Spurgall transitive verb To gall or wound with a spur.
Spurge transitive verb [ Etymol. uncertain.] To emit foam; to froth; -- said of the emission of yeast from beer in course of fermentation. [ Obsolete] W. Cartright.
[ Old French espurge
, French épurge
, from Old French espurgier
to purge, Latin expurgare
. See Expurgate
.] (Botany) Any plant of the genus Euphorbia. See Euphorbia . Spurge flax
, an evergreen shrub ( Daphne Gnidium ) with crowded narrow leaves. It is native of Southern Europe.
-- Spurge laurel
, a European shrub ( Daphne Laureola ) with oblong evergreen leaves.
-- Spurge nettle
. See under Nettle .
-- Spurge olive
, an evergreen shrub ( Daphne oleoides ) found in the Mediterranean region.
Spurgewort noun (Botany) Any euphorbiaceous plant. Lindley.
[ See 2d Spurge
.] A purging.
[ Obsolete] B. Jonson.
Spurious adjective [ Latin spurius .] Spurious primary , or Spurious quill (Zoology) , the first, or outer, primary quill when rudimentary or much reduced in size, as in certain singing birds. -- Spurious wing (Zoology) , the bastard wing, or alula. Syn. -- Counterfeit; false; adulterate; supposititious; fictitious; bastard. -- Spu"ri*ous*ly , adverb -- Spu"ri*ous*ness , noun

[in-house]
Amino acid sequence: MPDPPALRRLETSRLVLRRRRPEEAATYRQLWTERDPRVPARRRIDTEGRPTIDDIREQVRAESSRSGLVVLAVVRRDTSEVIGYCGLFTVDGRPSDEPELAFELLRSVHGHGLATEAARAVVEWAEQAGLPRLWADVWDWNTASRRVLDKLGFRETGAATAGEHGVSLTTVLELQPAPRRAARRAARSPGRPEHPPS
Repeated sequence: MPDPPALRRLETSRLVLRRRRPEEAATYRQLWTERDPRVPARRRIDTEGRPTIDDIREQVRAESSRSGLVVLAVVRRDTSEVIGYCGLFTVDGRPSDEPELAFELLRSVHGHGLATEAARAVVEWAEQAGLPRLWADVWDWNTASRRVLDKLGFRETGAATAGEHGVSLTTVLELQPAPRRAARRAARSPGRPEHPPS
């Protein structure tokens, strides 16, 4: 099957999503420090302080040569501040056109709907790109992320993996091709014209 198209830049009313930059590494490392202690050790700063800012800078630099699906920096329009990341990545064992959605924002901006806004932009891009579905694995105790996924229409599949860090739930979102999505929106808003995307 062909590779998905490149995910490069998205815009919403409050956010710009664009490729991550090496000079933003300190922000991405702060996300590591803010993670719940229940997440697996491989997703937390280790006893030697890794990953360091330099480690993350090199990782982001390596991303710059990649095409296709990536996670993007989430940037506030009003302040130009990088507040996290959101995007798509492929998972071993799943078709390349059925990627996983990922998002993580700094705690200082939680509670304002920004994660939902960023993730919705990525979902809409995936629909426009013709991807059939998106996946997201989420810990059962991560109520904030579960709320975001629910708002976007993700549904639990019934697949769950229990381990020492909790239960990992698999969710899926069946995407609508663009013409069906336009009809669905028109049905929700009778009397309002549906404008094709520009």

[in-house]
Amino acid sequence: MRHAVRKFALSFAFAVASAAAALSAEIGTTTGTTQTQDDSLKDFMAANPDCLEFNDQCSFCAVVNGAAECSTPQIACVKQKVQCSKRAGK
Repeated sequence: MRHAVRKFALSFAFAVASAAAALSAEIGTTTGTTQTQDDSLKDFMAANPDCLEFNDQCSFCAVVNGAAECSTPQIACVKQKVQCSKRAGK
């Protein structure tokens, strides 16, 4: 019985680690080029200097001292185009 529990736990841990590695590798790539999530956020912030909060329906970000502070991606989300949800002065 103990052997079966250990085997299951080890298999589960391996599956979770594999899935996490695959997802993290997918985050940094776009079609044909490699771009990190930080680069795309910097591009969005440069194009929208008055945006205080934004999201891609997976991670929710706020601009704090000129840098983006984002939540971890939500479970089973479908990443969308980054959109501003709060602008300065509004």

1. Not proceeding from the true source, or from the source pretended; not genuine; false; adulterate. 2. Not legitimate; bastard; as, spurious issue. "Her spurious firstborn." Milton.
Spurless adjective Having no spurs.
[ See Sparling
.] (Zoology) A tern.
[ Obsolete or Prov. Eng.] Tusser.
Spurling-line noun [ Confer Prov. English spurling the rut of a wheel, a cart rut, Anglo-Saxon spor a track, trace, English spoor . Scot. spurl to sprawl.] (Nautical) The line which forms the communication between the steering wheel and the telltale.
Spurn transitive verb
[ imperfect & past participle Spurned
; present participle & verbal noun Spurning
.] [ Middle English spurnen